These are tubes with 6,3 V filaments:
ECC85 – dual triode for the FM front end. It could be an preamp and a self-resonating mixer
ECH81 – VFO and mixer heptode for AM
EF89 – IF amplifier pentode
EABC80 – diodes for AM demodulator and FM ratio detector, AF preamp triode
EL95 – loudspeaker amplifier pentode
Thank you, DL4NO!
These are all 6.3V filament tubes.
Generally, German radios use power transformers and 6.3V tubes. I would inspect the inside, but as far as I know, the chassis is always cold.
Be careful not to run this old tube radios unattended. This radio is more than 50 years old and the electronic parts are not designed for that age. Aging of these parts may cause defects and even cause destroying of difficult to replace parts in the radio.
Try to find a collector of these radios in your vicinity and ask him/her to look and perhaps replace vulnerable parts
Fortunately, I have a great mentor nearby who is teaching me how to care for and restore these vintage beauties! Thanks for the comment.
Nice find Thomas, a nice looking radio and a piece of history. Perhaps just my imagination but Shortwave listening is even more magical when heard through a vintage radio. Enjoy.
I agree, Mario. Pretty much any radio listening, in my opinion, sounds better with a proper tube receiver! Especially now that winter is upon us, I love firing up these old radios–they keep my radio room warm!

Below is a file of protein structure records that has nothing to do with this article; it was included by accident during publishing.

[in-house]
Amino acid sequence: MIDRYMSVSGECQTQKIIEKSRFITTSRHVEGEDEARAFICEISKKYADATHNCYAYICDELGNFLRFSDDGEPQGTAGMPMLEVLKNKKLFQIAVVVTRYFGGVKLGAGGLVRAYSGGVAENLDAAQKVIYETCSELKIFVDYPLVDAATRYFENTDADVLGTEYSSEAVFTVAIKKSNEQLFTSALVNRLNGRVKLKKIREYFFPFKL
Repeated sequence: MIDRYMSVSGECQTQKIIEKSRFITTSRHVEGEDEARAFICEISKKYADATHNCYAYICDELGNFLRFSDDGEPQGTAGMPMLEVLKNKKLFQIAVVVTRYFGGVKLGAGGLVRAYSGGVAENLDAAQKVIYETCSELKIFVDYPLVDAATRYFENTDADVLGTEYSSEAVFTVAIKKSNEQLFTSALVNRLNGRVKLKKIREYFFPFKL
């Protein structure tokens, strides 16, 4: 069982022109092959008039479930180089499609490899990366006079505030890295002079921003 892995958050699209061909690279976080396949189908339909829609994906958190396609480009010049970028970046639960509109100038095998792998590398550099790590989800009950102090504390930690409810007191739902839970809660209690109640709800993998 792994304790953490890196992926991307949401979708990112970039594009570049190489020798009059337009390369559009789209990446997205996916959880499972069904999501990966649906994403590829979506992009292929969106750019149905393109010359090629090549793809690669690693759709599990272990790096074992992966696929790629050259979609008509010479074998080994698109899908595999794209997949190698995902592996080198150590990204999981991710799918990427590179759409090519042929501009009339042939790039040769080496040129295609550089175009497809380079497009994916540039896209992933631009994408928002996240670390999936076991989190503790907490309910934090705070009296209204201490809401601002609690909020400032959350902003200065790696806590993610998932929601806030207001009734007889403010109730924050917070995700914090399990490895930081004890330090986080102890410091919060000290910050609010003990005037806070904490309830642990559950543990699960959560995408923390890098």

It seems that Tecsun has a new large portable in line.
Someone posted a photo of a new Tecsun product catalogue which shows a new model S8800. Apparently it uses the housing of BCL3000 and is multiple conversion (so a PL880 inside?), DSP based with separate LSB/USB and 10Hz minimum tuning step, and comes with a remote control (for direct frequency input?). Two 18650 batteries are used.
Link to the post in Tecsun’s web forum:
Thanks, OWL! To give this more visibility, I just turned your comment into a post.
Wow Thomas, congratulations!
That is an amazing radio! enjoy it!
I have to say that I am addicted to tube radios: turn it on at night, when al the lights are off, and your hooked!
At first you get to admire the beauty of the glass dial plate, if the radio has tuning eye, it will hypnotize you (it works for me).
One thing I have to say about my Ben-Gal Duet Stereo: inside the cabinet, there is some kind of “aluminum foil” glued to the top (original) that serves as internal antenna for shortwave.
Using only this antenna is more than enough for the radio to pull in weak stations, and make the 49 and 41 meter bands very crowded at night. the ferrite bar on Longwave gets 7 stations or more (the Tecsun S2000 and the Sangean ATS909 barely gets two stations).